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Neighbourhood method Neighbourhood-based collaborative filtering – Users “collaborate” to help recommend (filter) items 1.Find k other users K who are similar to target user u – Possibly assign a weight based on how similar, w u,v 2.Combine the k users’ (weighted) preferences – Use these to make predictions for u Can use existing methods to measure similarity – PMCC to measure correlation of ratings as w u,v – Cosine similarity of vectors CS910 Foundations of Data Analytics 9

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Neighbourhood example (unweighted) 3 users like the same set of movies as Joe (exact match) – All three like “Saving Private Ryan”, so this is top recommendation CS910 Foundations of Data Analytics 10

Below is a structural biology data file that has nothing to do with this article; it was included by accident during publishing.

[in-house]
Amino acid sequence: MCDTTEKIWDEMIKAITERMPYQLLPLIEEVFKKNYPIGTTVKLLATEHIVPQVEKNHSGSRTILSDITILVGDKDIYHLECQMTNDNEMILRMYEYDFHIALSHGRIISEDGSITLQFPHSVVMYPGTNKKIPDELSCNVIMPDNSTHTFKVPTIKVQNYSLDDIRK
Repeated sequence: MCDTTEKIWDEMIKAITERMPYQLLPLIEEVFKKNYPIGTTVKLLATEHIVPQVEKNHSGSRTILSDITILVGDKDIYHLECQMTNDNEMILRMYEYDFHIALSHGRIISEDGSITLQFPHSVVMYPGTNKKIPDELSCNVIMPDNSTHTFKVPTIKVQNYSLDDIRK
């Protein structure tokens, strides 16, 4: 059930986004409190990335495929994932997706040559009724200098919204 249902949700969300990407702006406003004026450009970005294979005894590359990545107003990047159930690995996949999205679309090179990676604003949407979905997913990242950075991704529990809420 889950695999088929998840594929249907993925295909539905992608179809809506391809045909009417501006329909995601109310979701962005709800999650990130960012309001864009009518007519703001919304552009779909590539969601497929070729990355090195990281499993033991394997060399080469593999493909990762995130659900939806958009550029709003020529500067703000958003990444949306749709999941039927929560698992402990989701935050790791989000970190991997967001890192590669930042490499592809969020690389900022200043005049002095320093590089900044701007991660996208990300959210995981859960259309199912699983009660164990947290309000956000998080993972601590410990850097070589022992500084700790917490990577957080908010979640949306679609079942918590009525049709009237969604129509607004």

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Different Rating Scales Every user rates slightly differently – Some consistently rate high, some consistently rate low Using PMCC avoids this effect when picking neighbours but needs adjustment for making predictions Make an adjustment when computing a score: – Predict: p u,i = r u + ( v K (r v,i – r v ) w u,v )/ ( v K w u,v ) – r u : average rating for user u – w u,v : weight assigned to user v based on their similarity to u E.g. The correlation coefficient value – p u,i computes the weighted deviation from v’s average score, and adds onto u’s average score CS910 Foundations of Data Analytics 11